Transport Minister Ong Ye Kung announced at a debate on the Government’s sustainability plans on Thursday (March 4) that no more new diesel cars and taxis will be allowed to be registered here from 2025.
Since all cars have to be registered before they are allowed on the roads, the move means that there will be no new diesel cars and taxis from 2025.
The government is also requiring new car and taxi registrations to be of cleaner energy models from 2030.
In Singapore, diesel vehicles are mostly comprise of goods vehicles and buses.
According to Ong, 95.8 per cent of 140,783 goods vehicles and 99.4 per cent of 18,912 buses run on diesel. Motor vehicles in Singapore emit about 6.4 million tonnes of carbon dioxide a year.
However, if light vehicles all ran on electricity, “the total net carbon abatement would be about 1.5 to two million tonnes per year”.
Lowered Road Tax For Electric Cars
Ong also announced that road tax for mass-market electric cars will be lowered from next year
The tax is slated to be on par with equivalent models powered by combustion engines.
Currently, larger mass-market electric cars still incur more road tax than petrol equivalents. Thus, road tax for in electric cars the 90kW to 230kW power band will be further lowered.
To do so, the Land Transport Authority will merge the current electric car road tax bands of 30kW to 90kW and 90kW to 230kW.
They will then be subjected to the current road tax formula of the lower band.
With the change, the annual road tax of a Tesla Model 3 will drop from S$2,300 to S$1,500.
Phasing Out Internal Combustion Engine Cars By 2040
These moves are part of the government’s goal of having all vehicles in Singapore run on cleaner energy by 2040.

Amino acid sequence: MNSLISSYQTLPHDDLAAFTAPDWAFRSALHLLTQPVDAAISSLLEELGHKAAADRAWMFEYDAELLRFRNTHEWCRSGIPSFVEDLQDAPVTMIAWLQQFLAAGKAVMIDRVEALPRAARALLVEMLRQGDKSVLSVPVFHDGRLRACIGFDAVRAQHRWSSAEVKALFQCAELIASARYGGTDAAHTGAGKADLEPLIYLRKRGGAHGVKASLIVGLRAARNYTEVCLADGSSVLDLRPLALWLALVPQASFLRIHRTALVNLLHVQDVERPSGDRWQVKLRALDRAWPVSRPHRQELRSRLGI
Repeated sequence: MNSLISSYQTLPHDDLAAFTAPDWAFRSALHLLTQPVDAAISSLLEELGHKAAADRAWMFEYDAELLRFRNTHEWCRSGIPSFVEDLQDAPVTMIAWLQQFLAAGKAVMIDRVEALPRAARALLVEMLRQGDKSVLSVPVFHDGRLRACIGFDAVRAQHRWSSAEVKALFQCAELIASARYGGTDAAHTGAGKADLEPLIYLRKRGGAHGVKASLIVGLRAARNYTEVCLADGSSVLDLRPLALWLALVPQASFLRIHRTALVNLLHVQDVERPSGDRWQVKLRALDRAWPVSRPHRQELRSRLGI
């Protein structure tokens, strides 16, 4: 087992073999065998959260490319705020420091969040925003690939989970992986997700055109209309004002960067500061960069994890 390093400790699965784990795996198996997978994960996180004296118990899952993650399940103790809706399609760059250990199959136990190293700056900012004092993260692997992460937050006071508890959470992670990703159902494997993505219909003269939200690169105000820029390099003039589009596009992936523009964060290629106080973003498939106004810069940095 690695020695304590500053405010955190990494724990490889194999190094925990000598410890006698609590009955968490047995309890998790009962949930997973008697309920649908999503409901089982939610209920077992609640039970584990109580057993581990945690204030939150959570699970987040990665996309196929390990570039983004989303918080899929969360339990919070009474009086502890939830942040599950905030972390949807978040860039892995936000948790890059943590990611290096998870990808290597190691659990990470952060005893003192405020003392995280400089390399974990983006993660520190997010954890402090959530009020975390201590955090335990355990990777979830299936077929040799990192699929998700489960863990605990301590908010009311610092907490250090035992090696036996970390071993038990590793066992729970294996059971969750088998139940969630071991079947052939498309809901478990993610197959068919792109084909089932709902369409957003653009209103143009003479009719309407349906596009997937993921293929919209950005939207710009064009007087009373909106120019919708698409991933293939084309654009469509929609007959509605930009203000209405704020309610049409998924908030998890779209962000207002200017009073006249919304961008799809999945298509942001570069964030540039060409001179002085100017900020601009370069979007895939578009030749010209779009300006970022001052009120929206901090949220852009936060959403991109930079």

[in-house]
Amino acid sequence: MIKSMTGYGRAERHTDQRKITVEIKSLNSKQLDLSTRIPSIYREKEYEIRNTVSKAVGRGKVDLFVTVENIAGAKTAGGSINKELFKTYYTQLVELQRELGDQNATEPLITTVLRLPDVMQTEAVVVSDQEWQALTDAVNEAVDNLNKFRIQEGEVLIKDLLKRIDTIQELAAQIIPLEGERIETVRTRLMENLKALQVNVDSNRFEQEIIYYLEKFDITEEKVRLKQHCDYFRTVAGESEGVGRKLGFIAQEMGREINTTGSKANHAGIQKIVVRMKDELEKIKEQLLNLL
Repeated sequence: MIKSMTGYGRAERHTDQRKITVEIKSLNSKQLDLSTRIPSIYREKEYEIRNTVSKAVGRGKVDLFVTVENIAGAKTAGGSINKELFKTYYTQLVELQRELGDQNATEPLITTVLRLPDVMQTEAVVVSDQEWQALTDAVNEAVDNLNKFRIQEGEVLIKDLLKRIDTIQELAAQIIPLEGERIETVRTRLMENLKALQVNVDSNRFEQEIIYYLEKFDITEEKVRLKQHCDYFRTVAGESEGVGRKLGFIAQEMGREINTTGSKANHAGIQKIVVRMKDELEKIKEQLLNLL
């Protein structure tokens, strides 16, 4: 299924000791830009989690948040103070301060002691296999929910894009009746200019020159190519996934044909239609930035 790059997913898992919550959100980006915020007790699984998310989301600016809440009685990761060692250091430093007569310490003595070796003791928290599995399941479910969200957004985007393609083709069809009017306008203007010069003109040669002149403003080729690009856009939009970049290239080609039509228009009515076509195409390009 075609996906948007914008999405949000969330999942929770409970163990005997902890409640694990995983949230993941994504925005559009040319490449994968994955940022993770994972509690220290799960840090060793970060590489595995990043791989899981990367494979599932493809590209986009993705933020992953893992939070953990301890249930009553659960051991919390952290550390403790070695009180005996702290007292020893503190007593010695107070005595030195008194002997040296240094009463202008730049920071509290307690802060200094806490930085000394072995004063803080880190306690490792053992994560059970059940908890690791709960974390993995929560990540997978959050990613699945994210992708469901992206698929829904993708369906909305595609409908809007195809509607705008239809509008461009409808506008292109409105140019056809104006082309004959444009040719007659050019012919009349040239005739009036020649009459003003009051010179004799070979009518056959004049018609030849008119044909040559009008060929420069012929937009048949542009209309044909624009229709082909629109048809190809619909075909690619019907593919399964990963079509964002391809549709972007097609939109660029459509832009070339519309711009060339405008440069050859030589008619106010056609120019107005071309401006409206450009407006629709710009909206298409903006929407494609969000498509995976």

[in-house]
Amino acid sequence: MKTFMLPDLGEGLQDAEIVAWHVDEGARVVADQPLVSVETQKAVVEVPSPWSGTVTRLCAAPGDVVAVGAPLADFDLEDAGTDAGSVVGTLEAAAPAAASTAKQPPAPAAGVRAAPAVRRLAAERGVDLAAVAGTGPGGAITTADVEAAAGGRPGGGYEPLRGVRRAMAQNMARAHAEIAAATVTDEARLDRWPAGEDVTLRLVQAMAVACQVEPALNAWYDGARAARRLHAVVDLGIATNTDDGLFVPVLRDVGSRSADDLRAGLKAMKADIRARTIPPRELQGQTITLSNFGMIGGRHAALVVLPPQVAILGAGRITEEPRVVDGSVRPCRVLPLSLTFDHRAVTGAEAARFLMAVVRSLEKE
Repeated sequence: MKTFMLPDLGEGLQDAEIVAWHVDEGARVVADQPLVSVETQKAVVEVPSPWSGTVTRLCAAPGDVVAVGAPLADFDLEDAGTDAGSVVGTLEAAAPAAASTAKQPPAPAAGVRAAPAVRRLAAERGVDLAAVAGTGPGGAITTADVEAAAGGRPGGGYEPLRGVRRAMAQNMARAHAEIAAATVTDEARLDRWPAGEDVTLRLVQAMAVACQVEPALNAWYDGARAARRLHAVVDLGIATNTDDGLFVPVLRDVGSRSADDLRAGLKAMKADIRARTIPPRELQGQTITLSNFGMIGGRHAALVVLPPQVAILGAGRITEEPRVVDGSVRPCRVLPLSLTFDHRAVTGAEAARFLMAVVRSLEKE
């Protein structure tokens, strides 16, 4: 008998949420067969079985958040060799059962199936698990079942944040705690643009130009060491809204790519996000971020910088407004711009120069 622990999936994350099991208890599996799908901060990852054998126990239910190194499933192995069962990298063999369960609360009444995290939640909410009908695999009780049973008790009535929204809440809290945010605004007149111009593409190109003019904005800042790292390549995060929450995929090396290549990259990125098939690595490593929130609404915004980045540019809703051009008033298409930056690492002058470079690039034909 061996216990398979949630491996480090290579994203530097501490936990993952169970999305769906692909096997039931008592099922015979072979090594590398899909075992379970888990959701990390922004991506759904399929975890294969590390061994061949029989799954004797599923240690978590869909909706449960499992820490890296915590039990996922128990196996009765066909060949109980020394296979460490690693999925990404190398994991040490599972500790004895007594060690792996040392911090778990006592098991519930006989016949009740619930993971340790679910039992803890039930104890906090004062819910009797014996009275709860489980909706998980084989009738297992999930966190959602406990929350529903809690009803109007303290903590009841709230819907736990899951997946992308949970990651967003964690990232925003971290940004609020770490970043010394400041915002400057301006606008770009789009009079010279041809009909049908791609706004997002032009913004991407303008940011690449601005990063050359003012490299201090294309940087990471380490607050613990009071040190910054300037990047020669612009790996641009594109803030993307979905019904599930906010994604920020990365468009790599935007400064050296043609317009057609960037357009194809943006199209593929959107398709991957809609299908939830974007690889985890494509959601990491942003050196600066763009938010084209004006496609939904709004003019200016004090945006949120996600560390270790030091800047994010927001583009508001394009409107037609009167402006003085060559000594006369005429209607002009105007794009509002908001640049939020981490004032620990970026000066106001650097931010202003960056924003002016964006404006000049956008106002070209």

Electric vehicles (EVs) are seen as a key strategy to reduce air pollution in densely populated areas, and also acts as a way to contribute to countries’ sustainability objectives.
These vehicles have an electric motor instead of an internal combustion engine, and use a large traction battery pack to power the electric motor instead.
Since it runs on electricity, the vehicle emits no exhaust from a tailpipe, and produces significantly lower emissions than conventional cars.
During his Budget 2021 speech on February 16, Deputy Prime Minister Heng Swee Keat announced that S$30 million will be set aside over the next five years for EV-related initiatives.
Since Budget 2020, measures have been laid out to promote the use of EV and narrow the cost differential between electric cars and internal combustion engine cars.
For example, the Additional Registration Fee (ARF) floor will be lowered to zero for electric cars from January 2022 to December 2023.
The ARF is paid when registering a vehicle and the rate is determined by the vehicle’s open market value.
The government has also highlighted its plans to expand the EV charging infrastructure to 60,000 by the end of 2030.
Ong announced that 40,000 of the charging points will be in public and Housing Board carparks, and the remaining 20,000 will be placed in private premises.
The Government aims to have at least eight EV-ready towns by 2025, where all carparks will be fitted with charging points.
These are Ang Mo Kio, Bedok, Choa Chu Kang, Jurong West, Punggol, Queenstown, Sembawang and Tengah.
In non-landed private residences, an EV common charger grant will be set up.
We will strive to make every HDB town EV-ready by 2030,” said Ong.
Featured Image Credit: Car Sifu
This article is part of Vulcan Post’s EV knowledge hub. Discover more similar stories and follow the developments in Singapore’s EV landscape here.